[Insert name and title] is our safety director. The director will report directly to the company president. All supervisors and liaisons will report safety concerns to the director. The site supervisors are responsible for safety and health at each worksite. Each site supervisor will choose an employee to act as the safety and health liaison for that site. Employees will report all safety and health concerns to their supervisors. The safety director will set up training programs and provide the necessary personal protective equipment (PPE).
Management will set accountability measures for meeting safety and health responsibilities.
Safety will be planned into each site using the attached list as a starting point. Each site is unique. The Construction Site Safety Checklist will be used initially and adjusted for the specific location and job. The site checklist will be revised as the site changes. Supervisors will inspect each area of the worksite daily using the revised checklist. The safety director will make random site inspections and review the results with management.
Each employee will be trained about safety and health at the time of hire, at the start of each job and as needed.
Safety meetings will be scheduled at least monthly, with safety topics chosen by the safety director. Attendance is mandatory at all safety meetings. Tool-box meetings and other on-site safety meetings will be arranged by the supervisor biweekly or as needed. Safety suggestions and safety audits will be reviewed at that time.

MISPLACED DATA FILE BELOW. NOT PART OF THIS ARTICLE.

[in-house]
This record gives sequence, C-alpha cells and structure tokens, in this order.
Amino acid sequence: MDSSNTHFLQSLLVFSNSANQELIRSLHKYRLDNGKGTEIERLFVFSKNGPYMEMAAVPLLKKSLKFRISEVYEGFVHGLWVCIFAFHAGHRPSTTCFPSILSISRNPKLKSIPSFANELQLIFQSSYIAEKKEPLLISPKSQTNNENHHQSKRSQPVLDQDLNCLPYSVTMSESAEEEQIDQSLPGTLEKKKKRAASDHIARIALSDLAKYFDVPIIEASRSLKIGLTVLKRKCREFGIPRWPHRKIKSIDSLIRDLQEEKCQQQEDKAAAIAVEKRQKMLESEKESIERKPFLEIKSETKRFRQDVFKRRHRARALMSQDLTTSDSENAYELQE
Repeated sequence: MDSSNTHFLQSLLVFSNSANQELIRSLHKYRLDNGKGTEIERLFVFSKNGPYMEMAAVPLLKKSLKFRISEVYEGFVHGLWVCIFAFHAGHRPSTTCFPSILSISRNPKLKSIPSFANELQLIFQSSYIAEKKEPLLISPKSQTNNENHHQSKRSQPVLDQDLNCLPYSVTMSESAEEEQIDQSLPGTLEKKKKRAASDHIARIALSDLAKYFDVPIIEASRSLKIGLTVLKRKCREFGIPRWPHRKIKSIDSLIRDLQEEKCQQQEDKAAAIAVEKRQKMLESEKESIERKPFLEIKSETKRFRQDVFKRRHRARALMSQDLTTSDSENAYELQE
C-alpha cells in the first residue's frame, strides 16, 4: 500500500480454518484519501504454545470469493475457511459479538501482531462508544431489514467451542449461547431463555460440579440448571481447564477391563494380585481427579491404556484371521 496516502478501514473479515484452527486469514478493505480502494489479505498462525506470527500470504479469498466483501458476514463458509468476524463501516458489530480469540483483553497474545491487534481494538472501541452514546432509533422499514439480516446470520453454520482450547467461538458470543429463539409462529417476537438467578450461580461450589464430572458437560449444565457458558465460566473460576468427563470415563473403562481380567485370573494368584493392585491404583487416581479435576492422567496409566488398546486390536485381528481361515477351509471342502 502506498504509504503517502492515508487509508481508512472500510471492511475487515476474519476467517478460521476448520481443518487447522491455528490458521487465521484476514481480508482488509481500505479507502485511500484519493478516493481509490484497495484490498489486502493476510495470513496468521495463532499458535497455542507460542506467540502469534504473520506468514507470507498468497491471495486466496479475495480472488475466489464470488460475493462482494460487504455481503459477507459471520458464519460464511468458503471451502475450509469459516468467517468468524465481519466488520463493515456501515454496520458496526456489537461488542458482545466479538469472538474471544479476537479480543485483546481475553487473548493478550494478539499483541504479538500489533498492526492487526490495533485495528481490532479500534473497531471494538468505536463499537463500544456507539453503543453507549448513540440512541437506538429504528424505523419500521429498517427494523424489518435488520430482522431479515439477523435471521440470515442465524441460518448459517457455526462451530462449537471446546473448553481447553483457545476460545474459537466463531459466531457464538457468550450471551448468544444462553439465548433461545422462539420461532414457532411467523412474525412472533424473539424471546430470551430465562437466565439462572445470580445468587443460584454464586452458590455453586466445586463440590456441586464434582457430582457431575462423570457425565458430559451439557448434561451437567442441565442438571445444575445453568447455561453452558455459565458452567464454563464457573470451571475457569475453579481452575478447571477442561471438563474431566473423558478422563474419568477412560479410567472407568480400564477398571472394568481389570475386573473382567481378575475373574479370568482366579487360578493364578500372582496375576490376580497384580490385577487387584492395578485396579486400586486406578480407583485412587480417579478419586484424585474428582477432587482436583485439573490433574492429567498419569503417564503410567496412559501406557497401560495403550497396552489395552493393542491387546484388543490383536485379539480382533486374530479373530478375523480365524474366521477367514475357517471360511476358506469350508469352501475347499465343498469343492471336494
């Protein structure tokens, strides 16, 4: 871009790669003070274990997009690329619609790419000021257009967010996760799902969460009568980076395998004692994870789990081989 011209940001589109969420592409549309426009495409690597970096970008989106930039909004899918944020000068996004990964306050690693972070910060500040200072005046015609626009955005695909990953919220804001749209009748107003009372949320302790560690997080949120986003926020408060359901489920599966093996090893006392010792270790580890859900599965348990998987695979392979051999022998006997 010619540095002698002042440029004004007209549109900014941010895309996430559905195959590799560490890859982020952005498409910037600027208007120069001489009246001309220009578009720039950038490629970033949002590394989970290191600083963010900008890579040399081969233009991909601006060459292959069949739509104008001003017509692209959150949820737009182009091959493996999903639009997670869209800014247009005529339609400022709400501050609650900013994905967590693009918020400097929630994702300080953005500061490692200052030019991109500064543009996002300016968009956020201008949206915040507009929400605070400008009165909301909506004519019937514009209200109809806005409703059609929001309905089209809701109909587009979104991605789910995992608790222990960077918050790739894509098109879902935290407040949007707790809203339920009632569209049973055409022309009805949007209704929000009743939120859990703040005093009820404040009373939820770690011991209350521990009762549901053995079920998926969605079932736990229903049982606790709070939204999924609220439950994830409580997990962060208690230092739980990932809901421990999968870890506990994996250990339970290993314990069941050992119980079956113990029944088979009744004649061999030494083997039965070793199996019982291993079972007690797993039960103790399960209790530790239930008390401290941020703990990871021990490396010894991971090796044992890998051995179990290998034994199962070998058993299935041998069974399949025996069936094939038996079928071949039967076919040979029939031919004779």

The site supervisor will investigate all accidents and near-miss events. The site supervisor will write the accident report with assistance from the liaison. The written reports will note corrective or preventive action taken. Training or retraining will be done as needed.
The safety director will review all accident and near-miss reports, supervisor and site audits, and this program, and will make recommendations to management about how to improve the company’s safety and health efforts on an annual basis.
Safety is a very important part of our overall company program. A violation of our safety and health rules will be treated with the same disciplinary action as our other policies described in our company handbook under "Disciplinary actions" (i.e., drug abuse, absenteeism or tardiness).
Our employees are our most important asset. We are serious about safety and health and keeping you gainfully employed here at [company name].
This material can be provided to you in different formats (Braille, large print or audiotape), if you call the outreach coordinator at (651) 284-5050, toll-free at 1-877-470-OSHA (1-877-470-6742) or TTY (651) 297-4198.
For more information or for a copy of the Construction site safety checklist contact:
Minnesota Department of Labor and Industry
Occupational Safety and Health Division
443 Lafayette Road N.
St. Paul, MN 55155-4307
Phone: (651) 284-5050
Toll-free: 1-800-DIAL-DLI (1-800-342-5354)
Web site: www.doli.state.mn.us